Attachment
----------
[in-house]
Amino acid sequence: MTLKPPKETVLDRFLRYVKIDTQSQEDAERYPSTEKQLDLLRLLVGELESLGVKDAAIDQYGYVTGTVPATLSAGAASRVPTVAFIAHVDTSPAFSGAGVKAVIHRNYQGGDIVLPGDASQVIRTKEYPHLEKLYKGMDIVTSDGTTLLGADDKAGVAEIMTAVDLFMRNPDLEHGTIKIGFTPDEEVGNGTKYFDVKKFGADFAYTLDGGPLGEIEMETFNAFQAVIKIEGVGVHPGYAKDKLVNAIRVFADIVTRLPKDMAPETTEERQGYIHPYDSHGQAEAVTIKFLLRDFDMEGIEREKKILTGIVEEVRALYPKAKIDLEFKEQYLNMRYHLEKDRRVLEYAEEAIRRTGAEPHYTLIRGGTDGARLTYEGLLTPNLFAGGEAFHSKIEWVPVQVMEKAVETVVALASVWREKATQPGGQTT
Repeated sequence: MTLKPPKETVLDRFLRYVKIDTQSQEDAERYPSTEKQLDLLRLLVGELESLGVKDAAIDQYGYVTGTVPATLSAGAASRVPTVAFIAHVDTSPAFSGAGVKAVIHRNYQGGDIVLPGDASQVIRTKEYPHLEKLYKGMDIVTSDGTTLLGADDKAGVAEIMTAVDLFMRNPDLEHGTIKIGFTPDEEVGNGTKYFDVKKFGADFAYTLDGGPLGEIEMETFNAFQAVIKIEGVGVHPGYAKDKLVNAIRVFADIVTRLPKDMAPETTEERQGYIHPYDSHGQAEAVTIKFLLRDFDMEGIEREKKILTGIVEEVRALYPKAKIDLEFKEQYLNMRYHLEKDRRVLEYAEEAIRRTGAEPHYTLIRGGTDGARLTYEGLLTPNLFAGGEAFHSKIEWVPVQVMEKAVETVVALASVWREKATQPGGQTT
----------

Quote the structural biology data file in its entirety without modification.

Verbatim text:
[in-house]
Amino acid sequence: MTLKPPKETVLDRFLRYVKIDTQSQEDAERYPSTEKQLDLLRLLVGELESLGVKDAAIDQYGYVTGTVPATLSAGAASRVPTVAFIAHVDTSPAFSGAGVKAVIHRNYQGGDIVLPGDASQVIRTKEYPHLEKLYKGMDIVTSDGTTLLGADDKAGVAEIMTAVDLFMRNPDLEHGTIKIGFTPDEEVGNGTKYFDVKKFGADFAYTLDGGPLGEIEMETFNAFQAVIKIEGVGVHPGYAKDKLVNAIRVFADIVTRLPKDMAPETTEERQGYIHPYDSHGQAEAVTIKFLLRDFDMEGIEREKKILTGIVEEVRALYPKAKIDLEFKEQYLNMRYHLEKDRRVLEYAEEAIRRTGAEPHYTLIRGGTDGARLTYEGLLTPNLFAGGEAFHSKIEWVPVQVMEKAVETVVALASVWREKATQPGGQTT
Repeated sequence: MTLKPPKETVLDRFLRYVKIDTQSQEDAERYPSTEKQLDLLRLLVGELESLGVKDAAIDQYGYVTGTVPATLSAGAASRVPTVAFIAHVDTSPAFSGAGVKAVIHRNYQGGDIVLPGDASQVIRTKEYPHLEKLYKGMDIVTSDGTTLLGADDKAGVAEIMTAVDLFMRNPDLEHGTIKIGFTPDEEVGNGTKYFDVKKFGADFAYTLDGGPLGEIEMETFNAFQAVIKIEGVGVHPGYAKDKLVNAIRVFADIVTRLPKDMAPETTEERQGYIHPYDSHGQAEAVTIKFLLRDFDMEGIEREKKILTGIVEEVRALYPKAKIDLEFKEQYLNMRYHLEKDRRVLEYAEEAIRRTGAEPHYTLIRGGTDGARLTYEGLLTPNLFAGGEAFHSKIEWVPVQVMEKAVETVVALASVWREKATQPGGQTT